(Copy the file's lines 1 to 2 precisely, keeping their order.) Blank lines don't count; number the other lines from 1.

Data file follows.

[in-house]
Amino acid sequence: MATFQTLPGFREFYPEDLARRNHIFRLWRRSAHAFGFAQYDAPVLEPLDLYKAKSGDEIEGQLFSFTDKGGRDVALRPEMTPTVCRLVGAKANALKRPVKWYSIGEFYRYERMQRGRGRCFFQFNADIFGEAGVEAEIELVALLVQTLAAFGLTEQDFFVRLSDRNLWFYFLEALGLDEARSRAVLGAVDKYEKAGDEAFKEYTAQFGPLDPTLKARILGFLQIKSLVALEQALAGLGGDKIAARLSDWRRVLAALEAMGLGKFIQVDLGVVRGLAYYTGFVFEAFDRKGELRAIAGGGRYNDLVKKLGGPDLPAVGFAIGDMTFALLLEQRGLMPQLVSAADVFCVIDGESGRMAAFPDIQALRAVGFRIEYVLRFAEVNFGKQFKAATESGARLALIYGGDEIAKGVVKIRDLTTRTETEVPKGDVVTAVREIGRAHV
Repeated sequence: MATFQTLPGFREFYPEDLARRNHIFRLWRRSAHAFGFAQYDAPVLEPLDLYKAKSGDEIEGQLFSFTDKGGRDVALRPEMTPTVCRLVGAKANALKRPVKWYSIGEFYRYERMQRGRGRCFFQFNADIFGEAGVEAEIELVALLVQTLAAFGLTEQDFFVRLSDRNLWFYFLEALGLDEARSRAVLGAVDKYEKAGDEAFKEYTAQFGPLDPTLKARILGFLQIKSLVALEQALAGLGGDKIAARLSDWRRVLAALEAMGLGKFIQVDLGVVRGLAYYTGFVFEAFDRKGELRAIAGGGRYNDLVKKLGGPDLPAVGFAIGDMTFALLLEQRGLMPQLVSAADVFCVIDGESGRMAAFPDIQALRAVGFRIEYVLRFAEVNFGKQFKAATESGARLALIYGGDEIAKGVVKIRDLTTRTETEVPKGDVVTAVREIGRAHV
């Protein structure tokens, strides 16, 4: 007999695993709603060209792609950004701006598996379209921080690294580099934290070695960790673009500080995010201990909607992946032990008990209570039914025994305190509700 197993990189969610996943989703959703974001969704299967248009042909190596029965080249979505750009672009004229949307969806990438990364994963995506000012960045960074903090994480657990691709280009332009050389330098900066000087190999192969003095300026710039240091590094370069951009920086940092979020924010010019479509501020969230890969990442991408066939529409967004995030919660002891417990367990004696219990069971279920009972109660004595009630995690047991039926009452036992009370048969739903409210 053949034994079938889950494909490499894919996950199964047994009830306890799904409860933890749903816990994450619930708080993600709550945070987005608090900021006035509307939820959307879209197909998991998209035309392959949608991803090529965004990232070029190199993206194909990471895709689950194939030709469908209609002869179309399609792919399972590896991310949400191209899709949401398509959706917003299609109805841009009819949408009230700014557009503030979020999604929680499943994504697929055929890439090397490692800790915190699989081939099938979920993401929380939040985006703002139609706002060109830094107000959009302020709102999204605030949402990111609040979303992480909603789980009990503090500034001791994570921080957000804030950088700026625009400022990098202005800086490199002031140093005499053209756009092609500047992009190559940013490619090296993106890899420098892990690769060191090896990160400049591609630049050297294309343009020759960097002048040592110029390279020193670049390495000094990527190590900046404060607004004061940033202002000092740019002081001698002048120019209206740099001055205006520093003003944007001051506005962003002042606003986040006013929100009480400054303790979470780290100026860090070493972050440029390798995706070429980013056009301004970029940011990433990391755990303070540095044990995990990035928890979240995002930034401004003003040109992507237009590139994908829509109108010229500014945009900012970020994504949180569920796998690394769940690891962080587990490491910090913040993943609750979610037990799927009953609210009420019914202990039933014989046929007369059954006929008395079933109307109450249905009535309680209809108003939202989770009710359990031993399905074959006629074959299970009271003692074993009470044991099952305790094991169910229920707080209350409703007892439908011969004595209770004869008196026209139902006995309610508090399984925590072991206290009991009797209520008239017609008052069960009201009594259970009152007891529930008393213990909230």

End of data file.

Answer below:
[in-house]
Amino acid sequence: MATFQTLPGFREFYPEDLARRNHIFRLWRRSAHAFGFAQYDAPVLEPLDLYKAKSGDEIEGQLFSFTDKGGRDVALRPEMTPTVCRLVGAKANALKRPVKWYSIGEFYRYERMQRGRGRCFFQFNADIFGEAGVEAEIELVALLVQTLAAFGLTEQDFFVRLSDRNLWFYFLEALGLDEARSRAVLGAVDKYEKAGDEAFKEYTAQFGPLDPTLKARILGFLQIKSLVALEQALAGLGGDKIAARLSDWRRVLAALEAMGLGKFIQVDLGVVRGLAYYTGFVFEAFDRKGELRAIAGGGRYNDLVKKLGGPDLPAVGFAIGDMTFALLLEQRGLMPQLVSAADVFCVIDGESGRMAAFPDIQALRAVGFRIEYVLRFAEVNFGKQFKAATESGARLALIYGGDEIAKGVVKIRDLTTRTETEVPKGDVVTAVREIGRAHV